Thursday is a light day in Major League Baseball with just eight games under consideration. All of the chatter and attention will be paid to the NFL schedule release and the NBA/NHL Playoffs anyway, so it isn’t a bad day for nearly half of the league’s teams to take a day of rest. Three of the eight games are also matinee tilts, so it will truly be a light evening on the diamond.
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Dodgers/Pirates: The Dodgers have now lost series to the Rockies, Diamondbacks and Pirates because baseball makes no sense. They sent out rookie Ryan Pepiot, who walked five in just three innings in his debut. I postulated that the Dodgers might not take every game seriously and that appeared to be the case in this series, though some of their better bullpen arms failed them in this one. I would think getaway day games against bad teams may not be bad spots to try and take underdog shots against them.
Brewers/Reds: MLB will be sending investigators to see if the humidor in Cincinnati has malfunctioned. Okay, so that’s not true (I don’t think), but this series saw 49 runs in three games. The Reds actually won the series, scoring 28 runs against Brewers pitching, including a game started by Brandon Woodruff. Great American Ball Park is an excellent venue for offense on an annual basis, but I really didn’t see this coming, especially with several top position players still out for the Reds.
If nothing else, this series serves as an example of why I look for huge outliers to regress to the mean. I didn’t bet them, but I kept saying that the Reds couldn’t remain as bad as they were and that turned out to be true.
Marlins/Diamondbacks: Use context clues as a guide in the betting market. Merrill Kelly had been cruising. The Marlins don’t usually take money on the road. Miami flipped into a favorite and won 11-3. Those eye-opening line moves won’t always be right, but this one was and a lot of them have been so far. Use the market as your guide.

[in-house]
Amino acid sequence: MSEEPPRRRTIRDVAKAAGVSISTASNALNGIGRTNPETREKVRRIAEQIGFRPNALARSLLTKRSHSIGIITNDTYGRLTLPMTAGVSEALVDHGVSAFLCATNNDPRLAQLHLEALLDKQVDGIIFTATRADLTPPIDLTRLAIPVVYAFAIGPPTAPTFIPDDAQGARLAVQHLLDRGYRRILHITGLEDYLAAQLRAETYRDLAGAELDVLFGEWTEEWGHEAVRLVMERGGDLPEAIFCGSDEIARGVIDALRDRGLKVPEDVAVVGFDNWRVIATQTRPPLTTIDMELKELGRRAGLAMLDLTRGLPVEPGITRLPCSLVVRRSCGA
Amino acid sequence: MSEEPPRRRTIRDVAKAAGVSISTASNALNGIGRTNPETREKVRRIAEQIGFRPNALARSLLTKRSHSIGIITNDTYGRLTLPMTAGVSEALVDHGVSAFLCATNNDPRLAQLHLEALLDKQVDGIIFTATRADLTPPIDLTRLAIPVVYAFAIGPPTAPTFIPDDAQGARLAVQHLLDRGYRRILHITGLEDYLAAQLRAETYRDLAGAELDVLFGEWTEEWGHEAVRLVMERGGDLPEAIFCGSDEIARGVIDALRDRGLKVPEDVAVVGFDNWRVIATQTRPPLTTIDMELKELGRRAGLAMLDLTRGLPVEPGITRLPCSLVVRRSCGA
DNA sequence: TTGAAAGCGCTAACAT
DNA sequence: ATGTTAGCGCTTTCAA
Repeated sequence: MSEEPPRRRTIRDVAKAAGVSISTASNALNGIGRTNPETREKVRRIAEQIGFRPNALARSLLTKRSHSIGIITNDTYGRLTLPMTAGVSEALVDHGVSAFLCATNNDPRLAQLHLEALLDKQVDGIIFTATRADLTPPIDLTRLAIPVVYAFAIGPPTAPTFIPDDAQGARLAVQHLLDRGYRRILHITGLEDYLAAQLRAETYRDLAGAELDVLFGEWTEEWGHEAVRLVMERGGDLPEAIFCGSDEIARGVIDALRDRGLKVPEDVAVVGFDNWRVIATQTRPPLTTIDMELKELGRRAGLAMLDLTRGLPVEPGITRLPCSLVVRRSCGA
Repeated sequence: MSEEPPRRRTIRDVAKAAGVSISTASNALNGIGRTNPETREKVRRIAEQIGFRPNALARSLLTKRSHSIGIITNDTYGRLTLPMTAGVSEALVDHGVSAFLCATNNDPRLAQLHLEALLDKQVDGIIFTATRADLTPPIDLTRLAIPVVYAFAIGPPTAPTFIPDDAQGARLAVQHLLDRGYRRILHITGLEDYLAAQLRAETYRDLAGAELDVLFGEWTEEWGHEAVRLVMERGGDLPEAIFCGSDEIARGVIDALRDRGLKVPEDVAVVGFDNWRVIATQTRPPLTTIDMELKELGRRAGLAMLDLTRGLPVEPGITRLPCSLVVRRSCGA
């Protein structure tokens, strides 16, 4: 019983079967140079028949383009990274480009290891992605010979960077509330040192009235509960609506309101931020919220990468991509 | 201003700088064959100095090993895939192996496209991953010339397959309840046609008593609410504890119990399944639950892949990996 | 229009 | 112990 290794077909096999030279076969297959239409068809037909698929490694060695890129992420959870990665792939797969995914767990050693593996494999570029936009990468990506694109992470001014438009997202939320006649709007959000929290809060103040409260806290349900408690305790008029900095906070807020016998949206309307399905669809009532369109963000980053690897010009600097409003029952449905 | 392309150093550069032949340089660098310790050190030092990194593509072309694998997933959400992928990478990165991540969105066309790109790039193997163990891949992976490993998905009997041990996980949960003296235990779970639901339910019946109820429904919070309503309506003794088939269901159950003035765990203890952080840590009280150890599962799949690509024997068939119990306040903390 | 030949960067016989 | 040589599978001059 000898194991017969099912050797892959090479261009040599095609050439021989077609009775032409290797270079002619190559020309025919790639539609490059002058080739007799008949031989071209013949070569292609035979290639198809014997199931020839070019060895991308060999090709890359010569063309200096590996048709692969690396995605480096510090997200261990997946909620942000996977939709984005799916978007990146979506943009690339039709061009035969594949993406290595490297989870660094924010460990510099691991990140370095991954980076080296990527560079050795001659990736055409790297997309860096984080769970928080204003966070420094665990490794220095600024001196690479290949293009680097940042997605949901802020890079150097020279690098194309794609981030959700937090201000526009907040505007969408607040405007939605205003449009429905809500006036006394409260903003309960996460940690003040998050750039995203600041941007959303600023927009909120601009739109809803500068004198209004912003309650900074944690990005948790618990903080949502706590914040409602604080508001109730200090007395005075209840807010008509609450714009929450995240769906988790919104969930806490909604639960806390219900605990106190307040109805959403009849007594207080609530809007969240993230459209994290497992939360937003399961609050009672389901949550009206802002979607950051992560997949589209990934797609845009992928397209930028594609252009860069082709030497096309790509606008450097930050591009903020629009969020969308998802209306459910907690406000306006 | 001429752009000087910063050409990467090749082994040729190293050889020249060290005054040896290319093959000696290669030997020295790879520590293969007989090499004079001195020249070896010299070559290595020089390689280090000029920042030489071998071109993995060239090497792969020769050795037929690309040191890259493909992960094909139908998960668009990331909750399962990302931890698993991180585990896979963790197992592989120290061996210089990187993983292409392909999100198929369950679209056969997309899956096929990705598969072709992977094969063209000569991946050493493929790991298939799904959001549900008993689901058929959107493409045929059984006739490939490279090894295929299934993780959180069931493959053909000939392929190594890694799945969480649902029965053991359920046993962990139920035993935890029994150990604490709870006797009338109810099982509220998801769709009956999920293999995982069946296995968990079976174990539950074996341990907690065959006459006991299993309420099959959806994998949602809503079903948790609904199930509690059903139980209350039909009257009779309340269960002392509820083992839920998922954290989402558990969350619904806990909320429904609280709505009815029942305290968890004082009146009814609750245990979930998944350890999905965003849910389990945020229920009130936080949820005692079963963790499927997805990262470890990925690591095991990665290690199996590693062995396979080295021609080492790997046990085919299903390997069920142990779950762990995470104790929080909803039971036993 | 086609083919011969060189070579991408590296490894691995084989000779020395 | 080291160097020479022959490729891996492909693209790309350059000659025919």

Rockies/Giants: We didn’t get much help from the Rockies on our 1st 5 over, but the Giants got there on their own as Chad Kuhl’s regression hit. He did strike out eight, so the stuff was seemingly okay, but he allowed five runs on seven hits in 4.2 innings. Kuhl had a 1.82 ERA with a 2.91 xERA and a 3.40 FIP going into that start. He now has a 2.88 ERA with a 3.06 xERA and a 3.56 FIP. Sometimes regression is gradual. Sometimes it hits pretty quick.
Cubs/Padres: Fading Nick Martinez worked out as well, as he allowed five runs on four hits in four innings of work. He, too, struck out eight, but he had a 3.38 ERA with a 5.38 xERA and a 5.46 FIP. His successes with RISP were driving his low ERA. The Cubs were 3-for-4 with a walk with RISP. It’s nice when a handicap works out and Martinez still shows those lucky splits, so we should get more opportunities.